When studying costume, watching plays, films, ballets and operas comes as part of a very sweet deal. Enjoying plays becomes “research”, and I am more than happy to be taking part.
My first theatre trip with the class was to see Tipping The Velvet at The Royal Lyceum Theatre. After hearing several good reviews I had high expectations and luckily, It didn’t disappoint. I had never been to the Lyceum theatre and as a disclaimer I want to add that my enjoyment of the play could be partly down to the impressive surroundings that this theatre holds. A must see for anyone new to Edinburgh!
Tipping the Velvet takes the history of music halls and mashes them together with something altogether more modern, a victorian lesbian love affair. Based on the novel by Sarah Walters, the story follows a young woman named Nan who falls in love with a male impersonator and follows her to London. She finds various ways to support herself as she journeys through the city. Some of her methods are definitely not for the faint hearted.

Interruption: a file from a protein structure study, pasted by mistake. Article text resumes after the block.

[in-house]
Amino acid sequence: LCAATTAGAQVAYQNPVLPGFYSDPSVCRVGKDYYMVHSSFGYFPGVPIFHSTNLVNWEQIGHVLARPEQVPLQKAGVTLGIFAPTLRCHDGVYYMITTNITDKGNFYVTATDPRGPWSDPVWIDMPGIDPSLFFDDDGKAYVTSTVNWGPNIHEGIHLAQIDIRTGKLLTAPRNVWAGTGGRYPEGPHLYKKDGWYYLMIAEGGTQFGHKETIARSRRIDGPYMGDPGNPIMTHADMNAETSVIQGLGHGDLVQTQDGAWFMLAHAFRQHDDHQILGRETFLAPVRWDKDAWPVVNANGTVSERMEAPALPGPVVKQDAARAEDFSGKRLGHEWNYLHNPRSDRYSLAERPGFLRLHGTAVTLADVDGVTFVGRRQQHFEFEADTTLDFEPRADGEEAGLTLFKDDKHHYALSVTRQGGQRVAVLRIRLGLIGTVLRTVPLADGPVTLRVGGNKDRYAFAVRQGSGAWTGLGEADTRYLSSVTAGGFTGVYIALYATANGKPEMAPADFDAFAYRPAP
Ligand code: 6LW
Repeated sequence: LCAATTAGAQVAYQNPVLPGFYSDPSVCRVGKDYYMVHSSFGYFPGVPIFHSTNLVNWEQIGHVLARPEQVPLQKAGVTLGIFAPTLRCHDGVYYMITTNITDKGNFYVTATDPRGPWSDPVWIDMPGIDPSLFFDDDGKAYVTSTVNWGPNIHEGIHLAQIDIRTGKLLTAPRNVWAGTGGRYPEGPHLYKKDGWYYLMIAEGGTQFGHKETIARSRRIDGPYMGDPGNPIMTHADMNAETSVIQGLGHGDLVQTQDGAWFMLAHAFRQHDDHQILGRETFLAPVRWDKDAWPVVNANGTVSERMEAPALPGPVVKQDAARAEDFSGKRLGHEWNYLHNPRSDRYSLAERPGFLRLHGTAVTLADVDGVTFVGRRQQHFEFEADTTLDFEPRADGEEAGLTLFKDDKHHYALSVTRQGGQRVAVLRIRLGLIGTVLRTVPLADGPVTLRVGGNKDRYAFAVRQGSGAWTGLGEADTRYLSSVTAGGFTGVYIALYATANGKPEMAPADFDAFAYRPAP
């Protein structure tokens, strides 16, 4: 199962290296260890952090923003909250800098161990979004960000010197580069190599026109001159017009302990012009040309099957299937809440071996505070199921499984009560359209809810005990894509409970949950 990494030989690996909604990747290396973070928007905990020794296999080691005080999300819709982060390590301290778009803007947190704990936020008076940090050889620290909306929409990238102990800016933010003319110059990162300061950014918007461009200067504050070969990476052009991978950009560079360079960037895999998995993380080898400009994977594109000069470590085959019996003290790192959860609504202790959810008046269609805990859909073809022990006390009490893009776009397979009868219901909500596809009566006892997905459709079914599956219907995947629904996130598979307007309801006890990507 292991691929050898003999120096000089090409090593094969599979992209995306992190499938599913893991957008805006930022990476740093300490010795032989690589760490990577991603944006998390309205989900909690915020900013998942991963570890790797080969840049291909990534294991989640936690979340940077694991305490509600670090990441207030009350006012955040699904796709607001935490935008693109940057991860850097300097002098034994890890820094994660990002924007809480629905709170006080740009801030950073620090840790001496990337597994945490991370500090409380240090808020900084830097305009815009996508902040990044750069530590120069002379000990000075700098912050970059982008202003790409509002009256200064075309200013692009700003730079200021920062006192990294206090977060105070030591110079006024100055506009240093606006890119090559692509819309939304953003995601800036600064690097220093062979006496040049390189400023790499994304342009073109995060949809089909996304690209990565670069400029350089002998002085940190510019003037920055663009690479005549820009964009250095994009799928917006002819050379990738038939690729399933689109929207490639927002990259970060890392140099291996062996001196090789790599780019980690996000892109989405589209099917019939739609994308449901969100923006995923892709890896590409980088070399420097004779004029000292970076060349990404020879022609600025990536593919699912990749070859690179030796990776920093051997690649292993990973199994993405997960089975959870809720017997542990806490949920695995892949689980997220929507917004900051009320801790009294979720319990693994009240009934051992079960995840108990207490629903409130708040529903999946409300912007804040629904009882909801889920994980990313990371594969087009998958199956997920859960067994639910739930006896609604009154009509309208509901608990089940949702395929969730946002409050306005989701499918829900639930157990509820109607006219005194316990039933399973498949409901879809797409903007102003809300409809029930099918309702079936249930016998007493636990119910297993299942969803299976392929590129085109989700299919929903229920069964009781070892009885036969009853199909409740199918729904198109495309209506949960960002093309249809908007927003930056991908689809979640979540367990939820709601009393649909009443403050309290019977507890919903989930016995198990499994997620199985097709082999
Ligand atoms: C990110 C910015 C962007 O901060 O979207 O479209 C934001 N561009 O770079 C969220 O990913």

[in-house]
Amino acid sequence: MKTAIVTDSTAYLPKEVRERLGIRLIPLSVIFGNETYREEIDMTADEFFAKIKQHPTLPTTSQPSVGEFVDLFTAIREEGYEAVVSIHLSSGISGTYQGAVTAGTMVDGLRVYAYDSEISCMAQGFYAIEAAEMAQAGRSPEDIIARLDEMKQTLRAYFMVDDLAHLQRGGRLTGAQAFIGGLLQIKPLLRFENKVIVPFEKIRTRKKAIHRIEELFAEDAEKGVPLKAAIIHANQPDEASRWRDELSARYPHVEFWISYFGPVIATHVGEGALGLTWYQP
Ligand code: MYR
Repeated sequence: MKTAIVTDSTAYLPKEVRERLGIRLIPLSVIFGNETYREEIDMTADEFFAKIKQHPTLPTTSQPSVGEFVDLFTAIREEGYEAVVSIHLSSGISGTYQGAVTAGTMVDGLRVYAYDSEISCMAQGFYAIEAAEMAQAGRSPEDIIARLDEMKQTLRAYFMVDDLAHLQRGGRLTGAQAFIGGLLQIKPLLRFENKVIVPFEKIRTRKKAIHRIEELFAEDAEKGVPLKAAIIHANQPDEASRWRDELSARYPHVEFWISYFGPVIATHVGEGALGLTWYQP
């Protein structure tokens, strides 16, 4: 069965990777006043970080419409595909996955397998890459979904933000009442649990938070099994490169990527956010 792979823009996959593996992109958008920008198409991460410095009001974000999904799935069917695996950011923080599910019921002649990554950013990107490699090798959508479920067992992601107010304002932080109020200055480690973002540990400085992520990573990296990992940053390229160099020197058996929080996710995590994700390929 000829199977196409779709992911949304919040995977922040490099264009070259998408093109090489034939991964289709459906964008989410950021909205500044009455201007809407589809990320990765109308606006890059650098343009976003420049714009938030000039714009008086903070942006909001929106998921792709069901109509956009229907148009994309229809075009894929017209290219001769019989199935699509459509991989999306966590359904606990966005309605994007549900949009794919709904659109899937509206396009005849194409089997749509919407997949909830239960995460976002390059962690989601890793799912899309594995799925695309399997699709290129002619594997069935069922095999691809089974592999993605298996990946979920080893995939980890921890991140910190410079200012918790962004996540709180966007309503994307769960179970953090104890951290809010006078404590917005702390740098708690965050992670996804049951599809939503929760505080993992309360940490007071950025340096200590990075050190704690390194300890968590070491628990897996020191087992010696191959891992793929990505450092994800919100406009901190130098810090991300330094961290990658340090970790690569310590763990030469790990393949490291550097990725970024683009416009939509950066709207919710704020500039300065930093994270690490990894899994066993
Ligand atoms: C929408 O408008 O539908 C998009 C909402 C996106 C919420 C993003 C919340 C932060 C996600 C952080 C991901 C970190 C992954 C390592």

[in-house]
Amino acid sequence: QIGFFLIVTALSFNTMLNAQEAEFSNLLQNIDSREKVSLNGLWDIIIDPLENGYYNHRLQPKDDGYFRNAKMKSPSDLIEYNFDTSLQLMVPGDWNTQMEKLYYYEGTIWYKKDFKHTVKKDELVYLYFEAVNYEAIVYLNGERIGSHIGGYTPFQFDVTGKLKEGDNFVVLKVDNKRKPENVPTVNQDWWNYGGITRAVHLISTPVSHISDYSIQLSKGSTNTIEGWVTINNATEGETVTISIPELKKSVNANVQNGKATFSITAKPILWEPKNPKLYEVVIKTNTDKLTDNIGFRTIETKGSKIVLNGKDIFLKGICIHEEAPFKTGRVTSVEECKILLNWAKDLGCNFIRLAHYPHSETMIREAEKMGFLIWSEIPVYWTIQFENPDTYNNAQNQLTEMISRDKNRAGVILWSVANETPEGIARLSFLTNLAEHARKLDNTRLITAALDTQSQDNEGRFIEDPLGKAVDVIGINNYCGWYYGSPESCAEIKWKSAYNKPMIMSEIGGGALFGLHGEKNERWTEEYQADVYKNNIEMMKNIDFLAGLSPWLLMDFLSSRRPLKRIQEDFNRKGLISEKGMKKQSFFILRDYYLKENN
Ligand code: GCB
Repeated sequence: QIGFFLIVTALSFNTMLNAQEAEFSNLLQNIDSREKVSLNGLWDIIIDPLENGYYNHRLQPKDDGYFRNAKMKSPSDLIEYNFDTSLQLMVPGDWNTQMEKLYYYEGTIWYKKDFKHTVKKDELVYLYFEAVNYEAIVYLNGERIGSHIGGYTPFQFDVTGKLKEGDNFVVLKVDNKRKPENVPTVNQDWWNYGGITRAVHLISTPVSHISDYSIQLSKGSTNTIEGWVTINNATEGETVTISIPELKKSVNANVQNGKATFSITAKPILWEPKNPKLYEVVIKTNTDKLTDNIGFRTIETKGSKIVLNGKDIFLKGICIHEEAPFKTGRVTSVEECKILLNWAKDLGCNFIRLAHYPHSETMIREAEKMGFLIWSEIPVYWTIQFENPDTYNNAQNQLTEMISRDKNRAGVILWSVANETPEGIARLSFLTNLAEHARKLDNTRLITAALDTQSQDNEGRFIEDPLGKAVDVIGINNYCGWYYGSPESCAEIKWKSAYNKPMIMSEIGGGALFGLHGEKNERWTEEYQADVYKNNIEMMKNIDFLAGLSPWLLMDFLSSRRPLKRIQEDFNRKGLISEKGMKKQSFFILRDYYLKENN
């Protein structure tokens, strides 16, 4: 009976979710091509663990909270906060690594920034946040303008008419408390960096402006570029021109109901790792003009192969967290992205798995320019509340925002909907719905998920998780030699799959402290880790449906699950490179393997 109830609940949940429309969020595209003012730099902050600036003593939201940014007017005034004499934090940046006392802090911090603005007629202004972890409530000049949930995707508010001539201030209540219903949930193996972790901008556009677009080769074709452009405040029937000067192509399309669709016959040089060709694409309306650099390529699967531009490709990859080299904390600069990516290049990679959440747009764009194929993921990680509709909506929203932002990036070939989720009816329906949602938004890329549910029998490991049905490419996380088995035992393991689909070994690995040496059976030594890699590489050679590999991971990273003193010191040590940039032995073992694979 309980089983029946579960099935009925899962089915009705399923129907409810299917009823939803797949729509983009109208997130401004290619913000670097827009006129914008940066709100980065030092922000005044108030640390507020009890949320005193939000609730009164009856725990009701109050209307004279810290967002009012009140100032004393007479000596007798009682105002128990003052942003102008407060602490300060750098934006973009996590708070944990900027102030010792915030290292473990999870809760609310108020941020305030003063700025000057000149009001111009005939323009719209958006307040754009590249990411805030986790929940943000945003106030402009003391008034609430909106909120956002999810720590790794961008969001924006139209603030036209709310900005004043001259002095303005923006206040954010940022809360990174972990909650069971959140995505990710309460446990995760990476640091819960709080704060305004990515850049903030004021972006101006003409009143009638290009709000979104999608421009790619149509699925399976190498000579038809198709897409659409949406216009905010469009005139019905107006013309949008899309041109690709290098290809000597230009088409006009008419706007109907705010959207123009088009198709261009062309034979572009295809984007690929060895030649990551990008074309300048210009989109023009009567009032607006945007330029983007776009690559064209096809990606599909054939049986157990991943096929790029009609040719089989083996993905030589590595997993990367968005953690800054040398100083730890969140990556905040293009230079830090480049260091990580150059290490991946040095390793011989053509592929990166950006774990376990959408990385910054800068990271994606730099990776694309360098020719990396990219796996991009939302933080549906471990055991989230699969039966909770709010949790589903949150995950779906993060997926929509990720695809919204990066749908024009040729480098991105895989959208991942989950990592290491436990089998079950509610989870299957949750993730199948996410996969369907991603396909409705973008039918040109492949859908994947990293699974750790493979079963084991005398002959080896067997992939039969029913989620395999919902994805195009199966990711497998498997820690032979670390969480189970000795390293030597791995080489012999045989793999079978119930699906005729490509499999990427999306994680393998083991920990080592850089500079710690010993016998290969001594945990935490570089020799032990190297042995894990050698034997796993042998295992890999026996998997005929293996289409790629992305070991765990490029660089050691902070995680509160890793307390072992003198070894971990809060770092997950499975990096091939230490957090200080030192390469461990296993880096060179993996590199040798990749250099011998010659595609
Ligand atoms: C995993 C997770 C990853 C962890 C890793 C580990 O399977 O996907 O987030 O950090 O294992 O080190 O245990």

But I think that despite the heavy theme of love gained and heartbreak the play was a joy to watch (particularly the first half). I was really impressed with Laura Rodgers as the character and love interest, Kitty Butler. The play was adapted by Laura Wade and Sally Messham was chosen to play the lead as Nan. I had heard it was her first role since graduating and I have to say well done, it’s not an easy role to play and she held her own in the deep end. She told BBC;
“I picked up the book as soon as I got the role and I loved it, it’s like a Dickensian novel, you get a lot of Victorian novels about gay men and very few about lesbians and what Laura and Sarah have done is to give them a rich history.”
And now down to the good stuff! The costumes were equally as impressive, seeing as many of the women were presented in “unlady-like” dress and often in shirts and trousers! It was an interesting take on the more butch women of Victorian society. The play is set in the late 1890’s and it is clear that it remained true to the trends and silhouette. However, the colours of a few garments were sometimes dull or a mish-mash that didn’t work great together, but this can be easily overlooked. Most of the costumes for this production were probably taken from several different wardrobes. Even one of our lecturers said she noticed one of her own designs on stage!
Over all, a great play with a well chosen cast. The productions leaves The Lyceum on Saturday so I recommend catching it before it’s gone, or keep an eye out for it elsewhere. If you’re looking for something a little fresh and different than your typical love story, Tipping The Velvet is for you.